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Consumers boost spending, but growth remains modest

WASHINGTON U.S. consumer spending inched up last month as Americans' income grew at the fastest pace in six months. But high unemployment, government budget cuts and tax increases earlier this year are hindering the recovery.

Consumers' spending on goods and services rose 0.3 percent in August, the Commerce Department said Friday. That's up from a 0.2 percent gain in July, which was slightly more than the 0.1 percent reported last month.

Income rose 0.4 percent in August, the best gain since February and up from a 0.2 percent July increase. Private wages and salaries rose 0.5 percent, while the government wages and salaries rose 0.2 percent.

The government figures would have been higher if not for forced federal furloughs that reduced wages and salaries by $7.3 billion.

Consumer spending drives 70 percent of economic activity. Many analysts say the increases are not enough to accelerate economic growth from the 2.5 percent annual rate in the April-June quarter.

Paul Ashworth says the economy is growing in the July-September quarter at an annual rate of 2 percent to 2.5 percent, based on the figures. Still, the pickup in August could signal stronger growth in the final three months of the year.

But other economists predict the economy is expanding at a rate below 2 percent. Americans saved some of the extra money they earned last month. The personal savings rate edged up to 4.6 percent of after-tax income, a slight improvement from 4.5 percent in July.

"Weak income growth continues to restrain consumer spending growth," said Stuart Hoffman, chief economist with PNC Financial Services Group," in a research note. "With the unemployment still above 7 percent wages are increasing very slowly, and income growth is coming primarily from more jobs. Tax increases at the beginning of 2013 and unpaid furloughs for federal government workers are also restraining disposable income growth."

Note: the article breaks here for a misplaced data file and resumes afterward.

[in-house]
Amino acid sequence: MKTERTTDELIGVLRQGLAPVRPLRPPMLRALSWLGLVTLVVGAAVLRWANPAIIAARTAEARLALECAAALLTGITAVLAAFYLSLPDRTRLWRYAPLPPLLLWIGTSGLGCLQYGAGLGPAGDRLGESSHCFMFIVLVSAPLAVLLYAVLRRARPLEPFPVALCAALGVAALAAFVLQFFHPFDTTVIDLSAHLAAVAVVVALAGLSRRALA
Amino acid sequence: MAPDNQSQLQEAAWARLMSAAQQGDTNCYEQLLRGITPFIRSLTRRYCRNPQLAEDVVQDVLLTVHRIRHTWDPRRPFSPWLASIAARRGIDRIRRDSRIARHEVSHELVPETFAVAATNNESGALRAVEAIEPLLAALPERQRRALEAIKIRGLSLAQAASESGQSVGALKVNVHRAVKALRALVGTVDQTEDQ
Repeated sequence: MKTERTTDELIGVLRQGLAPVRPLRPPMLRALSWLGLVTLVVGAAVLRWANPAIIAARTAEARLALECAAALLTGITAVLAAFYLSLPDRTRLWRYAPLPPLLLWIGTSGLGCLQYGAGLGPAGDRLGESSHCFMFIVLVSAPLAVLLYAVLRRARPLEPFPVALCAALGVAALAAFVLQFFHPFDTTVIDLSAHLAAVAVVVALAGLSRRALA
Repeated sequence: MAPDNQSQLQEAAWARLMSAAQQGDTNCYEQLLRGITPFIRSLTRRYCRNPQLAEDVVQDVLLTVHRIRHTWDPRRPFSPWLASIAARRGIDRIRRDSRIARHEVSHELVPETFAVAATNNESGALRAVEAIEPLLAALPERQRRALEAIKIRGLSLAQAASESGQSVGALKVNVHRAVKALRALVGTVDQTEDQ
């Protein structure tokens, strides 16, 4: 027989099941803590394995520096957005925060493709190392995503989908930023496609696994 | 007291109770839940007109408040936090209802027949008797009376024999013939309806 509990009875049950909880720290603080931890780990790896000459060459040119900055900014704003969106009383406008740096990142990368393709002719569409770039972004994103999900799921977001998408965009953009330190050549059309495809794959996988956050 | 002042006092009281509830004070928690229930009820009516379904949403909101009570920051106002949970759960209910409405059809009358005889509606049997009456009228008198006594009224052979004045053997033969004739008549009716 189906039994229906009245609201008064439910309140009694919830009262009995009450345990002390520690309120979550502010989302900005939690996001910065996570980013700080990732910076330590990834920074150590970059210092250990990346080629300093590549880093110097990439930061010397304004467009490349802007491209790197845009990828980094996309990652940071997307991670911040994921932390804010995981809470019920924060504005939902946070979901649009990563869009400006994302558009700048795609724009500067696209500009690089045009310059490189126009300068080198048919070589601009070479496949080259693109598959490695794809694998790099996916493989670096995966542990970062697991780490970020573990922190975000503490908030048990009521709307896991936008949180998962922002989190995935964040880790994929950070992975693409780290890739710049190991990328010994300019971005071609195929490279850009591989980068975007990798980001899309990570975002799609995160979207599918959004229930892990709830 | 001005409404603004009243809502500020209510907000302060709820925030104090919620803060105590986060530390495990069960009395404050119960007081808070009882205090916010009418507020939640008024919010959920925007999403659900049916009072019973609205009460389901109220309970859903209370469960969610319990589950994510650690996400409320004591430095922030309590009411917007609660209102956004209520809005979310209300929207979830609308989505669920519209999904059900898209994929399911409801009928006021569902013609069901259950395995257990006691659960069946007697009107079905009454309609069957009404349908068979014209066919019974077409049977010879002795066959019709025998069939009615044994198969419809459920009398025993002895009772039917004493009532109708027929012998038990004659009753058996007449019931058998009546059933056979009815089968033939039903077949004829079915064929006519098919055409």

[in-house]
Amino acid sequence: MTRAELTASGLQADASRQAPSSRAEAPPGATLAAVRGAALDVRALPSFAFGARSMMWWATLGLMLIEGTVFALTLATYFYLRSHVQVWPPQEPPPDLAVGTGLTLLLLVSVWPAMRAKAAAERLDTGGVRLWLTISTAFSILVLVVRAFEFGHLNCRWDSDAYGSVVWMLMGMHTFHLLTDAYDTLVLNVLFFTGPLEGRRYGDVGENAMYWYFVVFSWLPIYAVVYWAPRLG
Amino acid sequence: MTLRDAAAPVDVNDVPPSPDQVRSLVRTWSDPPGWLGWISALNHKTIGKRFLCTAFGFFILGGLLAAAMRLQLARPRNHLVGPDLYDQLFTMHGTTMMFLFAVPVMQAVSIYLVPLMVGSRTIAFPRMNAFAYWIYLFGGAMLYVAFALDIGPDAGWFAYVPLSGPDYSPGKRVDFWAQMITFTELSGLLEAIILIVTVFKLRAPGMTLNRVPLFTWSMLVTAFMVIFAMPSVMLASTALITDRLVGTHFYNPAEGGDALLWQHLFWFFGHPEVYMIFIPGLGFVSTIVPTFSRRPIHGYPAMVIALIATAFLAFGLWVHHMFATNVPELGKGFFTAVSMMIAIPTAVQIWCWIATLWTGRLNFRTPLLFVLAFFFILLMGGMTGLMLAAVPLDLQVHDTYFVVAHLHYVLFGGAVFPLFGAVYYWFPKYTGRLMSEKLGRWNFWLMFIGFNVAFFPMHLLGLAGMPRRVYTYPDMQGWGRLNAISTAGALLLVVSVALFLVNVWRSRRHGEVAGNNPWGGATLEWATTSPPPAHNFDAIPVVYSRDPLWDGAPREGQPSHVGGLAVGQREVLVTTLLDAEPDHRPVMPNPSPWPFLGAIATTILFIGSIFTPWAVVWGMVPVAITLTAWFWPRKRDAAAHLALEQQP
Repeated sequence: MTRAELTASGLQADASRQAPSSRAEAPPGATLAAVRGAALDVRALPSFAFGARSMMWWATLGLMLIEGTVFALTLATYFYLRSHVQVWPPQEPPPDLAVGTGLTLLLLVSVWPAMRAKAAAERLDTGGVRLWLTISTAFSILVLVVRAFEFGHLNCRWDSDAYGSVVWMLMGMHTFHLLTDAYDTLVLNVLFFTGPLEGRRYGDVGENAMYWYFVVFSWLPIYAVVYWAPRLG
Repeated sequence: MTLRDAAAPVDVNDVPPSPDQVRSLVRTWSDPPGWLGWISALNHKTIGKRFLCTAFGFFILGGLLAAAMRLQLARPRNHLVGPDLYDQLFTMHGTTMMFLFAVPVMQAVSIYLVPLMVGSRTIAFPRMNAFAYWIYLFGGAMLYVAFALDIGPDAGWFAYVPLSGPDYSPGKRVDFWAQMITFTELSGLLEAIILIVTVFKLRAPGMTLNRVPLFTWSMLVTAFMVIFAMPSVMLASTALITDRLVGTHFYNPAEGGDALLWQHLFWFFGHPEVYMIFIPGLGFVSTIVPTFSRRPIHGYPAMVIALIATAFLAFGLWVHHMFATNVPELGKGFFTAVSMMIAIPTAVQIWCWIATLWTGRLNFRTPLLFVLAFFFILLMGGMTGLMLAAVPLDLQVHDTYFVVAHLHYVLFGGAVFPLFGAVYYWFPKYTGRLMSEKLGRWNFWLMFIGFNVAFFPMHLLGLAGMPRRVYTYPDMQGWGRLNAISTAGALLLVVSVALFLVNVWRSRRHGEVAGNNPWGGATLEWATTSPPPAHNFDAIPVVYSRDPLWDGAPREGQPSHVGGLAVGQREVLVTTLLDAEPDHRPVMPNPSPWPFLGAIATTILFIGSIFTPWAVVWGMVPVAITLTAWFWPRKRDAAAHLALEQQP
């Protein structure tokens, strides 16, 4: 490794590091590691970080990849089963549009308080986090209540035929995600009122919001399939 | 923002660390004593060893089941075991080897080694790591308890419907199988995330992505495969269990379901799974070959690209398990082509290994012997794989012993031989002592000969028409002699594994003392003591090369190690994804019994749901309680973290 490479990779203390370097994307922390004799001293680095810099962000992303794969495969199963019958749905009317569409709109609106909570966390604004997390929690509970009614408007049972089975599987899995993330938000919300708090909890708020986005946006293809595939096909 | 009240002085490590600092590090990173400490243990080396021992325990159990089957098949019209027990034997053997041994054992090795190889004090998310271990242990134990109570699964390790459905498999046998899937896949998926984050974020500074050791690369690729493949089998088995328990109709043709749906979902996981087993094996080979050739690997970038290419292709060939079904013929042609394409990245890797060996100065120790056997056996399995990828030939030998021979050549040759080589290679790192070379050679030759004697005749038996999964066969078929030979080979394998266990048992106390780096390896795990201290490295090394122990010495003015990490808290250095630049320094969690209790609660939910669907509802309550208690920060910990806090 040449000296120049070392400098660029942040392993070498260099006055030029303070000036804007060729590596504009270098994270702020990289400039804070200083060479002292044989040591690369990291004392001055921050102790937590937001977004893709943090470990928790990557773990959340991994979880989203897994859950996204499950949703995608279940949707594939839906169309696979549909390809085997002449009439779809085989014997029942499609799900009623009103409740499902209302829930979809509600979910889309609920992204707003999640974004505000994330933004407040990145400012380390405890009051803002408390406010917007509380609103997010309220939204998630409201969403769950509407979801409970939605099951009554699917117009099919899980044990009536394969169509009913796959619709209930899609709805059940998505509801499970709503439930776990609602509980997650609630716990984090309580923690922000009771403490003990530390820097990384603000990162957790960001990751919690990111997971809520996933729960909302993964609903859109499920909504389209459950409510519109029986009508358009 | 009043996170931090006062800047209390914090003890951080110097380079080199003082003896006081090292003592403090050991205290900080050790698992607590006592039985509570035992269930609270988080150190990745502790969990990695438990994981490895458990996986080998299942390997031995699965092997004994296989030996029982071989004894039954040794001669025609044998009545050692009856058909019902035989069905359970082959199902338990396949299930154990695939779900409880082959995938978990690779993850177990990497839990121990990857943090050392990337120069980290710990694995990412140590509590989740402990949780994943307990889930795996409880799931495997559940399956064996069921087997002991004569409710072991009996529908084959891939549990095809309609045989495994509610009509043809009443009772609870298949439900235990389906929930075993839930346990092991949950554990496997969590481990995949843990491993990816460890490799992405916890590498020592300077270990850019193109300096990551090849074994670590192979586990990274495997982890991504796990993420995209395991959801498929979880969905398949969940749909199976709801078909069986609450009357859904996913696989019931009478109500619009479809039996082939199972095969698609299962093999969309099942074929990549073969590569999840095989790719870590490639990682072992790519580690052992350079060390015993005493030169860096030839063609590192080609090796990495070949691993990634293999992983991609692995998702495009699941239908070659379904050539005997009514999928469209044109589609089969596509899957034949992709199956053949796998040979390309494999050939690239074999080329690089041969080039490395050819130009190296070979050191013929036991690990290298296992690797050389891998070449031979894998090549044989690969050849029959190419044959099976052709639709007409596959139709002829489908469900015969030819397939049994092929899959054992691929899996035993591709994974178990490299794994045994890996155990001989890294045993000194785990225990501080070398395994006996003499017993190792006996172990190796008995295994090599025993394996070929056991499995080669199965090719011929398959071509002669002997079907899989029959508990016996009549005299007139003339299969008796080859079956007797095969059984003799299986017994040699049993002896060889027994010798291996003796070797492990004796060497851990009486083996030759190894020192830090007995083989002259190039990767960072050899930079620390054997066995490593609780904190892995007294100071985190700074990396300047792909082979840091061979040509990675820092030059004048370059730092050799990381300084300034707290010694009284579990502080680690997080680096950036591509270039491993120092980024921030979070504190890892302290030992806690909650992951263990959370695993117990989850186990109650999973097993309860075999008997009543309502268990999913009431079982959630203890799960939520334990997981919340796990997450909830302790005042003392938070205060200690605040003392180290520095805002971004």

By contrast, consumers are benefiting from mild inflation. An inflation gauge tied to consumer spending increased 1.2 percent over the past 12 months, well below the Federal Reserve's 2 percent target. Some Fed officials have argued that the central bank should not start reducing its support for the economy until inflation has risen closer to the Fed's target.

A recent spike in interest rates and mixed signals from the job market were key reasons the Fed decided held off last week on reducing its $85-billion-a-month in bond purchases. The Fed also scaled back its economic growth estimate for this year and next.

There are some signs that consumers may be better positioned to step up spending soon.

The number of people seeking unemployment benefits has sunk to its lowest point in six years because few companies are laying anyone off anymore. That has led some economists to predict that employers added 200,000 jobs or more jobs in September - the most since February.

And gas prices are falling again. The average national price for a gallon of regular gas on Thursday was $3.43. That's 11 cents cheaper than a month ago and the lowest since January.